Le 27-août-06, à 23:17, David Nyman wrote to Peter (1Z) :

>> 1Z: But you don't really address the existence question. You just 
>> loosely
>> assume it is the
>> same thing as truth.
> Could I appeal to Bruno at this juncture to address this point
> directly?! At several places in our own dialogues, Bruno, you've
> implied that your 'number theology' was an 'as if' postulate, because
> (if I've understood) you are concerned to see how much can be explained
> by starting from this particular set of assumptions. I don't believe
> that you are claiming they are 'true' in an exclusive sense, rather
> that they are enlightening. Is this a correct interpretation of your
> position, or is there further nuance?

As a scientist, or if you prefer as a "willing to be a consistent 
scientist" (you never know), I would say that *all* theories are third 
person discourses which have to be taken with an  "as if" proviso. Even 
the grandmother physics (with propositions like 'objects  fall', or 
'the sun rise in the morning', etc.) is like that. Even our unconscious 
theories that we have probably inherited from our ancestors are like 

Of course, given a theory, we can harbor doubts about it, and we can 
harbor those doubts differentially, that is more or less doubts on some 
part of it.

"My" theory is a digital version of the very old mechanist theory, 
saying that we are sort of natural machine. It is already explained by 
Nagarjuna in the "Milinda's Questions" for example, or by Plato in some 
place, and it has been developed by Descartes concerning animals (and 
perhaps concerning humans too in some hidden way, if you take the 
context of Descartes epoch).

I make that digital version more precise so as to be able to drive 
precise conclusions. I have called in this list that more precise 
version: COMP (but I called it digital mechanism in some places). Note 
that what you call "number theology"  belongs to the conclusion of comp 
(I don't assume it).
The precise comp version is given by

a) the "yes doctor" act of faith  YD
b) Church (Hypo) Thesis   CT
c) Arithmetical Realism hypothesis   AR

Now I can imagine "a)" to be false. In three ways actually: For example 
I say yes to the doctor but the digital reconstitution of me remains 
inanimate, or, I say yes to the doctor, and the digital reconstitution 
is a zombie, or I say yes to the doctor, and the reconstitution is 
alive but is not me. This I can logically conceived, and that would 
make "a)" wrong.
Note that in the lobian interview we do not need anymore the "yes 
doctor", except for giving a general sense to the *goal* of the 

It is much harder for me to conceive that Church thesis could be false, 
but this is due to more than many years of reflection on it. I am not 
so much impress by the empirical evidence (all attempt to define 
computable function lead to the same class of function, despite 
completely different definitions and motivations), but I am infinitely 
impressed by the closure for the diagonalization of the class of 
partial computable functions. This is a quite convincing argument for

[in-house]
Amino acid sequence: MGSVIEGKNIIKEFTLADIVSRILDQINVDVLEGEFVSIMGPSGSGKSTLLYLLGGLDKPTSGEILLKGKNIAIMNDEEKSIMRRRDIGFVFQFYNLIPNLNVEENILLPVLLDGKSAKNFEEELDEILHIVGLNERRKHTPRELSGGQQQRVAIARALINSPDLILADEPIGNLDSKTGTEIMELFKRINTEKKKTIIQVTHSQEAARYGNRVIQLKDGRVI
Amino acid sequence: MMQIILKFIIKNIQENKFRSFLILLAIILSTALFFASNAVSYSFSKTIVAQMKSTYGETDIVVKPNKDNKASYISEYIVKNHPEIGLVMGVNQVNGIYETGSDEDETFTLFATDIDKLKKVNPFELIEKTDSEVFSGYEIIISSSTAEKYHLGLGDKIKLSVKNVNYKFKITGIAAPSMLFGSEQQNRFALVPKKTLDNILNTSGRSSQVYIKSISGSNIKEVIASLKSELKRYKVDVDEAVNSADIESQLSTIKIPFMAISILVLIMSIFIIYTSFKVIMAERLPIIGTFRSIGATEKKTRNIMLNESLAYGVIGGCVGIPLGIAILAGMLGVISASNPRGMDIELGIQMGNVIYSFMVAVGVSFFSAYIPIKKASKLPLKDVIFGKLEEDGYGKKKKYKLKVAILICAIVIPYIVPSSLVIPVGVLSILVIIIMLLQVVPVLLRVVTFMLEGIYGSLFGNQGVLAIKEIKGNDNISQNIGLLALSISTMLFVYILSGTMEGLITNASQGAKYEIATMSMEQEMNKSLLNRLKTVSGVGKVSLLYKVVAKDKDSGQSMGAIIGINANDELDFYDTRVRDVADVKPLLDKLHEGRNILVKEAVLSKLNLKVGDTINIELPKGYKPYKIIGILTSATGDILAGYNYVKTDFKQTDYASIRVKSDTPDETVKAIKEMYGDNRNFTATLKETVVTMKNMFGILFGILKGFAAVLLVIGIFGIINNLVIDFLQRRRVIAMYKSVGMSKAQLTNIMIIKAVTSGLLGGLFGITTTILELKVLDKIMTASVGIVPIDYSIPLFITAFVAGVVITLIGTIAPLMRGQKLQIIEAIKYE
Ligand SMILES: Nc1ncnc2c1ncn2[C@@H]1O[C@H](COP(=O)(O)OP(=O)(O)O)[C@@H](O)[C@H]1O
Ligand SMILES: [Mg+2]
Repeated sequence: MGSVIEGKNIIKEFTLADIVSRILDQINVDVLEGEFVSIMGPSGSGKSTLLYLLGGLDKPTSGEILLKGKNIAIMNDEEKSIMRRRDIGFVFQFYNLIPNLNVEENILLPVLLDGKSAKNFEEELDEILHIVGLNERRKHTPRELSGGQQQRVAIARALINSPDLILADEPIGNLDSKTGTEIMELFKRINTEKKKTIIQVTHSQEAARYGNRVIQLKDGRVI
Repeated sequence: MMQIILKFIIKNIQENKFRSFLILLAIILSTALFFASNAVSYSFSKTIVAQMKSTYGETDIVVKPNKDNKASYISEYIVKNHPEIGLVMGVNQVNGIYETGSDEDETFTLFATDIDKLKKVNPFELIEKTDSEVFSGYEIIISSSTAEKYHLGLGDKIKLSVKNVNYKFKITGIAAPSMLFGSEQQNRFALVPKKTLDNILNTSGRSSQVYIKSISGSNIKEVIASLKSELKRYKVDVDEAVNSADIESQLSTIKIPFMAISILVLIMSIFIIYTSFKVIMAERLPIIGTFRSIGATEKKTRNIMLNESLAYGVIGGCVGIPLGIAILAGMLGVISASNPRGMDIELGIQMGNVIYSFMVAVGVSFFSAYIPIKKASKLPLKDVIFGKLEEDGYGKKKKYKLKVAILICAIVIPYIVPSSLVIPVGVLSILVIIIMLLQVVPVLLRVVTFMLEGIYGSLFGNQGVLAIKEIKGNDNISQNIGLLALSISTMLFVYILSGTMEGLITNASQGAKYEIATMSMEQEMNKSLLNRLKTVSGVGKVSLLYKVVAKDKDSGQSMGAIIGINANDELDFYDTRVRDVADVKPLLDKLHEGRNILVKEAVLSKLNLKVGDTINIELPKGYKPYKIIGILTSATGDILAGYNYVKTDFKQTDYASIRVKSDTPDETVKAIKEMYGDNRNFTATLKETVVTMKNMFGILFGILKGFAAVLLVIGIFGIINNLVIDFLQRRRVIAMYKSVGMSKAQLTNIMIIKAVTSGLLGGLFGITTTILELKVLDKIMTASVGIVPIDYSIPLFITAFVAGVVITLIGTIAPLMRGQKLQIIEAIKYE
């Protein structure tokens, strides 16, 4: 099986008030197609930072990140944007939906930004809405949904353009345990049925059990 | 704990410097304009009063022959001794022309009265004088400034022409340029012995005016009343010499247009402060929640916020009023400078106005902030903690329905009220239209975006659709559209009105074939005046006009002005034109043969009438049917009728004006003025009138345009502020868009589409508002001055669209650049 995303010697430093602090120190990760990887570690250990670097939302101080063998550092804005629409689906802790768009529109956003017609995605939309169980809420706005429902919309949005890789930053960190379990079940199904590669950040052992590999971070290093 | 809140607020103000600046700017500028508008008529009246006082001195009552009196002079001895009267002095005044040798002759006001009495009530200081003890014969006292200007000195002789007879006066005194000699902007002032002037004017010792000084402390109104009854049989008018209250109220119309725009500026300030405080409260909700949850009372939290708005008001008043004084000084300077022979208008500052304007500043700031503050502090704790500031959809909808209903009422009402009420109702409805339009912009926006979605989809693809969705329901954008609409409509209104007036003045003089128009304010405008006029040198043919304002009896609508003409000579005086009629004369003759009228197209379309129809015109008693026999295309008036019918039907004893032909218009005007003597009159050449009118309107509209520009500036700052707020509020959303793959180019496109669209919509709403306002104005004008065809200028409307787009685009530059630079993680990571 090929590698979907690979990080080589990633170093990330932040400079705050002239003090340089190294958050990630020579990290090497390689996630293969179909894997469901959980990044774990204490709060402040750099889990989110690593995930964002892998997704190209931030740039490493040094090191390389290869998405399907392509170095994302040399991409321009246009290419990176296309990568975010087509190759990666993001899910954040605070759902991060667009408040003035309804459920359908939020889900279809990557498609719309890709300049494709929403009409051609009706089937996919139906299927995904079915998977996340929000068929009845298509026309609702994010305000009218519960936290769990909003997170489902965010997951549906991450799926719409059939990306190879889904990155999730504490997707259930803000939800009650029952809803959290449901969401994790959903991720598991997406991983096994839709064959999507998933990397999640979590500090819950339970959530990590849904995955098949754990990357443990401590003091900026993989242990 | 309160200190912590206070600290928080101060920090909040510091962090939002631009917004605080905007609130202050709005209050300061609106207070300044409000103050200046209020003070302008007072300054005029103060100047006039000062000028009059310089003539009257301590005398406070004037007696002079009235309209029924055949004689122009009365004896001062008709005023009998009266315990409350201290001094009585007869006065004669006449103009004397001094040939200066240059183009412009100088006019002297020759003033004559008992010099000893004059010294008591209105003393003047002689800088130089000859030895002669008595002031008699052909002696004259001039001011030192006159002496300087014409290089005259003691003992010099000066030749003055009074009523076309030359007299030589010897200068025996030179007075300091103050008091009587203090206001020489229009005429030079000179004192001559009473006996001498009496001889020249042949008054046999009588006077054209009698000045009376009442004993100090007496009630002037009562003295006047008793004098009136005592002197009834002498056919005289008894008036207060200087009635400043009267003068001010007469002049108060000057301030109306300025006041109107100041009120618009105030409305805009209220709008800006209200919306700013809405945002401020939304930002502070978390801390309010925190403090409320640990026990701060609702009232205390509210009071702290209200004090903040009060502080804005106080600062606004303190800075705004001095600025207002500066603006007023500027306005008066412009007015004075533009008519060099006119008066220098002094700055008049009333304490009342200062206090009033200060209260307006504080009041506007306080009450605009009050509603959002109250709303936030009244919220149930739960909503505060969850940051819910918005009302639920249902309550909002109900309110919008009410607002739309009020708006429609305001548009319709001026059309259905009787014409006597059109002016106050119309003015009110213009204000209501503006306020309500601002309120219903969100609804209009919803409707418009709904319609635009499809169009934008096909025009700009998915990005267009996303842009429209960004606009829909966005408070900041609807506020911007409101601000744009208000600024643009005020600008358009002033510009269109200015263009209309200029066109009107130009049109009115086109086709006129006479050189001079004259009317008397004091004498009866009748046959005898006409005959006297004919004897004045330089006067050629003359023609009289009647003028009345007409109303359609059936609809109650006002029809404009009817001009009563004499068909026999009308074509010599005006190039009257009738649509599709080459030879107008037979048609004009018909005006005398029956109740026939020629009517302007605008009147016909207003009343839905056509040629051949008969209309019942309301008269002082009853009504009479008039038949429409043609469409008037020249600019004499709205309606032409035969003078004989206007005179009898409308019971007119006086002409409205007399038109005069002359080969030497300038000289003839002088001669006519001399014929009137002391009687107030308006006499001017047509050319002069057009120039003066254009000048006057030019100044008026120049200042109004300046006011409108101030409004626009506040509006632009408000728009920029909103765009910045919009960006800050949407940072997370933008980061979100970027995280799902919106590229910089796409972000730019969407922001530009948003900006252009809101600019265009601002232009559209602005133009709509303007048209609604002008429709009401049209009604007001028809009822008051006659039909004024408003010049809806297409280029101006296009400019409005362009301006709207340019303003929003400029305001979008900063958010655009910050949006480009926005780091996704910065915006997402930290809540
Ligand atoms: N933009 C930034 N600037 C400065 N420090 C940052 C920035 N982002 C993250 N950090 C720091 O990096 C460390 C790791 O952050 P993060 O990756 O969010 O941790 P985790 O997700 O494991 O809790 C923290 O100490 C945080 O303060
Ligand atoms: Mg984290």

CT, as I try to explain periodically on this list. Still I can 
"logically" doubt about CT. It is enough that someone comes up with a 
function and a way to explain me how to compute and a proof that the 
function cannot be programmed in Java (say), and CT would be refuted. I 
would say that this is unlikely.

Now, it is still much more harder for me to doubt about AR. It is about 
AR that I often say that I would have the feeling to lie to myself in 
case I would pretend harboring doubt about it. AR just says that 
elementary number theoretical statements (including existential one) 
are true or false in a way which does not depend on me. Actually I am 
even using a weaker version of AR, in the sense that for the ontic part 
of the theory, I need only the independent truth of the formula with 
the shape ExP(x), i.e. "it exist a number verifying the property P", 
where P is an easily verifiable statement (like being prime, being odd, 
etc.). I don't need universal (with the "for all" quantifier) 
independent truth, only the simpler formula among the existential one.

(of course I don't believe at all in Peter Jones heavy form of magical 

I have also never met someone doubting about AR, although I met 
regularly people who pretend to doubt AR, but like Peter, they put in 
it things which I don't put in it at all.

Somehow, to believe in NON-AR you have to believe in the possibility 
that there is a proposition of arithmetic, stating the existence of a 
number having some verifiable property, which truth value is capable of 
changing according to the fact that you are alive or not. You need to 
make a stronger and much weirder ontological commitment to get it.

Some people ask me: but if AR is so obvious, why do you postulate it?
I postulate it for reason of completeness, but also because I am aware 
of contradicting 1500 years of implicit theological aristotelian 
belief, and so I need to be quite explicit about what I assume.
Although very simple to believe, AR does play a key role, if not *the* 
key role in the UDA proof.
AR eventually provides the whole comp ontology, although it has nothing 
to do with any commitment with a substantial reality.

Hope this helps,



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